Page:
Common Name: Frangipani (interestingly named after Marquis Frangipani, the creator of an Italian perfume ‘Frangipani’ used for scenting gloves in the 16th century. The perfume had a very similar smell to the Plumeria rubra flower).
Etymology: Plumeria: named after Charles Plumier (1646–1704), French botanist. rubra: red.
Origin: Originally Mexico, Panama but since has been introduced to tropical and sub-tropical areas all over the world.
Description: Small spreading (candelabrum shaped) tree from 2-8m with a similar width. It has a think succulent like trunk that is rubbery but brittle and oozes white sticky sap that can be irritating to skin. Canopy and flowers are at the terminal of branches only. Tree is deciduous and looses its leaves over the cooler, dryer months.
Foliage: Leaves are dark green, lighter green underneath, 30-50cm long concave, elliptic to obovate with sharp point at the end. The leaves are arranged in clusters at the end of the branches.
Bark: Thin grey/green and scaly. Scaling formed when leaves drop in winter leaving semi-circular marks on the bark.
Flowers: Initially tubular before opening out into a waxy 5 petal flower 5-7.5cm in diameter. Prominently profuse and strongly fragrant the flowers range in colour from red/pink to white with yellow/pink splash in the centres. Flowers are terminal first appearing at the end of branches even before leaves in spring and over the summer period. Flowers rarely produce seed.
Fruit: The fruit of this species is a 17.5cm pod which splits along one side to release 20-60 winged seeds.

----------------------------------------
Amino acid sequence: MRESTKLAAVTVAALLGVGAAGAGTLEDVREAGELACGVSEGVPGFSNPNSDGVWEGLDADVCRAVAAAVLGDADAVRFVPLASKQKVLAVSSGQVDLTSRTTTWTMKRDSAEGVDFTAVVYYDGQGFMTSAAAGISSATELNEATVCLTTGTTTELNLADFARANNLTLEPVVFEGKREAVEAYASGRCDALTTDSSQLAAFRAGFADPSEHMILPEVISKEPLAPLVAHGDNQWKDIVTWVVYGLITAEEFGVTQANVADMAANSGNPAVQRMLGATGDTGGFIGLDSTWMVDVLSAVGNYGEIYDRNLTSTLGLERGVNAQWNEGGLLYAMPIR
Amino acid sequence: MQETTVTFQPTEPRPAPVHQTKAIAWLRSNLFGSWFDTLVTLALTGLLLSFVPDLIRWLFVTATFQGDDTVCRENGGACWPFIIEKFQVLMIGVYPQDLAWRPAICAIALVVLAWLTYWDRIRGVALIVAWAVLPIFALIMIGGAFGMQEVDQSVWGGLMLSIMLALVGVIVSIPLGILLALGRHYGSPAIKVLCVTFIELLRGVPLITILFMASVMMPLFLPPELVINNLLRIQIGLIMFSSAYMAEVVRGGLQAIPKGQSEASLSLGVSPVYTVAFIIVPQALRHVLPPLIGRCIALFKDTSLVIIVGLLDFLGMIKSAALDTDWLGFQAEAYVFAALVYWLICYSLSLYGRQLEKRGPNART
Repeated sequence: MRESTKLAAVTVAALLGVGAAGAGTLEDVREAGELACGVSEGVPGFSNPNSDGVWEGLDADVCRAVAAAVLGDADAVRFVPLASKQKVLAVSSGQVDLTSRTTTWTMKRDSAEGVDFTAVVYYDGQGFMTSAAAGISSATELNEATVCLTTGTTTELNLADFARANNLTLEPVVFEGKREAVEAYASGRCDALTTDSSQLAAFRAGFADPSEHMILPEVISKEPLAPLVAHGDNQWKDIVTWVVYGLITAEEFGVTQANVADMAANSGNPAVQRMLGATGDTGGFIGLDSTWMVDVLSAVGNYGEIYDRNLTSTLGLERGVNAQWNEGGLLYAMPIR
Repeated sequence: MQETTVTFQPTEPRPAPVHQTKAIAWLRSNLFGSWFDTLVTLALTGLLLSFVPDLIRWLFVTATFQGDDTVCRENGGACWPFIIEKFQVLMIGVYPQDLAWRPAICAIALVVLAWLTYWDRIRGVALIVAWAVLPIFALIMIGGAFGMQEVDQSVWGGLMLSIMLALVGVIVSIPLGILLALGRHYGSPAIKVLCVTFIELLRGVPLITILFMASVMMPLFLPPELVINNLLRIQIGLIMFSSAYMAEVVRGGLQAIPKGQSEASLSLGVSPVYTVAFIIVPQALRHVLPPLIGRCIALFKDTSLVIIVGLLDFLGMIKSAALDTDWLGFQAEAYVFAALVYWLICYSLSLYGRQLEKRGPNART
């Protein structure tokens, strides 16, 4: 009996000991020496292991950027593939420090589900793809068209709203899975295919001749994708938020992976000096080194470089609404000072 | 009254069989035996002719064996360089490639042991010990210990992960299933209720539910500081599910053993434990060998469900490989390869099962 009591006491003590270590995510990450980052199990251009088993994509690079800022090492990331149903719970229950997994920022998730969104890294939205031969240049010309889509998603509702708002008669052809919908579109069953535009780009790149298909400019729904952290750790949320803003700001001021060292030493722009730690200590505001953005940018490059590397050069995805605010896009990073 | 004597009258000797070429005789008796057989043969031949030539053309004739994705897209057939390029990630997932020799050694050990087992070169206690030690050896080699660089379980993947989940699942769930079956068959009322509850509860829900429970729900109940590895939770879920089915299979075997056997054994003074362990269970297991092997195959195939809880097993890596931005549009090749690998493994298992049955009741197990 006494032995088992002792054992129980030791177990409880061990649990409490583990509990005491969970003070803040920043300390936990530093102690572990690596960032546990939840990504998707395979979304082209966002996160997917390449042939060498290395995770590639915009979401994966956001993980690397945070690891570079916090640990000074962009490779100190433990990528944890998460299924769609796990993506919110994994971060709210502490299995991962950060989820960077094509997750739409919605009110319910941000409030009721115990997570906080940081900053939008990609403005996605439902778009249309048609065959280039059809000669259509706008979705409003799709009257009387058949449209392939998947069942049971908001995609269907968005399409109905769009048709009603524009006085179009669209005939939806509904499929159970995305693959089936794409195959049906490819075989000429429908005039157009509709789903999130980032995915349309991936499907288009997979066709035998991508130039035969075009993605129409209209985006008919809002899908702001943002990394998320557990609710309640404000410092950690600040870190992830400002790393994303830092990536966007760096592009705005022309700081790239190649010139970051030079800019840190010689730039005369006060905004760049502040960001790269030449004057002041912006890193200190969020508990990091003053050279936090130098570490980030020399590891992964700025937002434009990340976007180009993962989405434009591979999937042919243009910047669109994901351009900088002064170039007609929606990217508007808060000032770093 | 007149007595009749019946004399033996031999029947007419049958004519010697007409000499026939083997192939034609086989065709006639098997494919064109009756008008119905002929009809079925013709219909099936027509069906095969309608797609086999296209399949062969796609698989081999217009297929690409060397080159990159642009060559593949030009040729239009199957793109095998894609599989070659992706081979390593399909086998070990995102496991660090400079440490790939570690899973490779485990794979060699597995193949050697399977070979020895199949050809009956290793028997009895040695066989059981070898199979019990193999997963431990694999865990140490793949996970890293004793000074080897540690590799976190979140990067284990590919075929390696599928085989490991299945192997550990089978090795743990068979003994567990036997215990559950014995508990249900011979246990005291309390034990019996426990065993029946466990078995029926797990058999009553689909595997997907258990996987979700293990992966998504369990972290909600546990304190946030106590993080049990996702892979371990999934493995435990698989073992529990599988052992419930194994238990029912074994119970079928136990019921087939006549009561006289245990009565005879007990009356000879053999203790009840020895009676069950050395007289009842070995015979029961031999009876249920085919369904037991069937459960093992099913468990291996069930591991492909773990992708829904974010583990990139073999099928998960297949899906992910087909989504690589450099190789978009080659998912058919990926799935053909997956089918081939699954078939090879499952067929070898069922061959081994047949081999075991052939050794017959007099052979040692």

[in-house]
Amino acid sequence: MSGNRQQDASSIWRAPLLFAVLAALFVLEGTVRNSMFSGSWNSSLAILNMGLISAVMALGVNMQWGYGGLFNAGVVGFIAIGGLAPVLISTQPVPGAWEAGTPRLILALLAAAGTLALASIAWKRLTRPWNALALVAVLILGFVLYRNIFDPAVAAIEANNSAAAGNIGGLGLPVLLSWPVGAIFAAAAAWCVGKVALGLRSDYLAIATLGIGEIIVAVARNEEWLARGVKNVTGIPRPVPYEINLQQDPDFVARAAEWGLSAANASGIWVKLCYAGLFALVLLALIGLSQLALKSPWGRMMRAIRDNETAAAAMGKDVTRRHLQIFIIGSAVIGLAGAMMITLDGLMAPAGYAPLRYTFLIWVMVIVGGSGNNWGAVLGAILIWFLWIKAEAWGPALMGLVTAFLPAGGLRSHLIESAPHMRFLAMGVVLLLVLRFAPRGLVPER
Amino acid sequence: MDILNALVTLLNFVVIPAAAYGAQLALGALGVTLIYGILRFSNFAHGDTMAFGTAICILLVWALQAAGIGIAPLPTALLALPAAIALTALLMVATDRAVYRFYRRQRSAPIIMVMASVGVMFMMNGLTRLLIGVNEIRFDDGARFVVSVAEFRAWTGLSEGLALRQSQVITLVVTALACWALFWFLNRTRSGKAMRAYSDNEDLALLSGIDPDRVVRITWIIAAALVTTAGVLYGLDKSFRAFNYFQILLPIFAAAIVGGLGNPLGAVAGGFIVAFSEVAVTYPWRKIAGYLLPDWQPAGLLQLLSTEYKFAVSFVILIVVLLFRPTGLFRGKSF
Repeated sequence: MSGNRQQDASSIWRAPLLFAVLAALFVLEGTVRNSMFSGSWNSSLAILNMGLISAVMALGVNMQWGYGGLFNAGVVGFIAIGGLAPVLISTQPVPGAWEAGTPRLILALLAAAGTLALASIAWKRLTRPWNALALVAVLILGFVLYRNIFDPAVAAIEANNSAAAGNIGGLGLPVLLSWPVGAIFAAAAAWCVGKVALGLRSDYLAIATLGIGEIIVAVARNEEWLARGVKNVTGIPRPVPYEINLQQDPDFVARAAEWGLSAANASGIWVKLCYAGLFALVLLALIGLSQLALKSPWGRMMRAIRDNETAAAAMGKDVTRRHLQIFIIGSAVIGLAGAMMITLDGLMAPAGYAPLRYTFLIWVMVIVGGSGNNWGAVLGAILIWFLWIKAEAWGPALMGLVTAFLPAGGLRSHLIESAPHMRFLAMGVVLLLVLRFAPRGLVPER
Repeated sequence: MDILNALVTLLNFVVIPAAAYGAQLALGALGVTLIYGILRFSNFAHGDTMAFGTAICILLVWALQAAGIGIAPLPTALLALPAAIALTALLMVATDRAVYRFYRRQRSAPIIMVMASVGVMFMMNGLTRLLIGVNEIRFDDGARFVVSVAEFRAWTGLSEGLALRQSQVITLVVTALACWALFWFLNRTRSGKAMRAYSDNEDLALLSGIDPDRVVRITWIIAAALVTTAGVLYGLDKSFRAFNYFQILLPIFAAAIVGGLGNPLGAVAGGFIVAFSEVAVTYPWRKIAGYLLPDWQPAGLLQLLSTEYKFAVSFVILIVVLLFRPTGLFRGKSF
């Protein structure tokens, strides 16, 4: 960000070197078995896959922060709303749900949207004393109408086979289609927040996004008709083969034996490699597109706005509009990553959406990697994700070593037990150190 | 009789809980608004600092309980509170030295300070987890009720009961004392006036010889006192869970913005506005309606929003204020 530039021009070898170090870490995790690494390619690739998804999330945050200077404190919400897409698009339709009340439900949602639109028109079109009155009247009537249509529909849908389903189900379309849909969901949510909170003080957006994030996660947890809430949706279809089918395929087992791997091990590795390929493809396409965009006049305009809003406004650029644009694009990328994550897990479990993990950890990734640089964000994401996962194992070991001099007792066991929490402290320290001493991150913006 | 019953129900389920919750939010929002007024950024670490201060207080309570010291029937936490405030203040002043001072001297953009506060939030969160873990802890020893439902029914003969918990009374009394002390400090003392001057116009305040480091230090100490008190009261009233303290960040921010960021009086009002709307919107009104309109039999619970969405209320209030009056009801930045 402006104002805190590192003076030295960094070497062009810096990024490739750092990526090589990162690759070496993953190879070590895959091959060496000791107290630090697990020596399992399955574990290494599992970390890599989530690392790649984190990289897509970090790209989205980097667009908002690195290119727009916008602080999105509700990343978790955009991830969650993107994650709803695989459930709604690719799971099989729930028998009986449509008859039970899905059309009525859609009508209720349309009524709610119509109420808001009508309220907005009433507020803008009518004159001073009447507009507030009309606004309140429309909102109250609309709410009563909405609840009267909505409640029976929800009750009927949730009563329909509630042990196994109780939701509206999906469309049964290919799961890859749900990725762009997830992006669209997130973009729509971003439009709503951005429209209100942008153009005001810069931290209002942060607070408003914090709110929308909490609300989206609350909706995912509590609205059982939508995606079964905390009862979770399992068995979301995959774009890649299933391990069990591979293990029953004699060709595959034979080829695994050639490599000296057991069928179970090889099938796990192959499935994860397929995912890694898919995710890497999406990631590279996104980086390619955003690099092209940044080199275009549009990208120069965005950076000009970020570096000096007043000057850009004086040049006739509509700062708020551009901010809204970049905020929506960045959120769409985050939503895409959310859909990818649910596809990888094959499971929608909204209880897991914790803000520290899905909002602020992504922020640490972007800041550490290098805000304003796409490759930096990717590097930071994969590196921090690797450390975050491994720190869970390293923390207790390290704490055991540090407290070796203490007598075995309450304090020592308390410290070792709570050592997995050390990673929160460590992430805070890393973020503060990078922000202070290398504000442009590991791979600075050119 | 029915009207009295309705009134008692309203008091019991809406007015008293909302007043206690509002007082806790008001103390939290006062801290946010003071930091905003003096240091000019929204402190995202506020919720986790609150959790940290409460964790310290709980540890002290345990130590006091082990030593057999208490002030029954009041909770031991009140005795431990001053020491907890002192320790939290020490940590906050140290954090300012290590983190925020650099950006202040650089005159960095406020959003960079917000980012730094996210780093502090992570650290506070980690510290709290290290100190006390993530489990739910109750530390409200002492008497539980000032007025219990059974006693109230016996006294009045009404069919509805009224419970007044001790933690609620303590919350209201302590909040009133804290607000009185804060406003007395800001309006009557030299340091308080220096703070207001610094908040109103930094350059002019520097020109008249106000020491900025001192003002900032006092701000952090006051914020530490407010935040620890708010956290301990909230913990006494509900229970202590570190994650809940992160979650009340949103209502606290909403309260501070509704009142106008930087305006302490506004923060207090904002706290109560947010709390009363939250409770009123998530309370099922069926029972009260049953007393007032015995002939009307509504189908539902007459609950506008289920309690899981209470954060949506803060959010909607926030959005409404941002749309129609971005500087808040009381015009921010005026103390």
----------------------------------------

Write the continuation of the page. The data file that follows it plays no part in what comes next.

Growth Requirements: Prefers a sub-tropical to tropical climate, full sun position in loam soil and reasonably sheltered from strong winds. Will not tolerate frost.
Uses: Tropical gardens, parks, feature tree, street tree, containers and pots. Flowers are used as decorations on coffins and in Hawaii Plumeria leis are given to tourists upon their arrival (this practice began in the 1940’s). Medical uses: the leaves are used in the care of sores and soothing lotions and flowers and bark in traditional Chinese medicine.
Maintenance: Minimal maintenance is required but pruning can be done in stages to create a nice shaped tree or reduce the size by up to 1/3 in late winter and early spring.
Propagation: Best done from large 25cm cuttings taken in dormant period of tree. Leave pieces to dry for about a week to prevent sap from oozing out, then pot in peat moss based potting mix and place in shady position.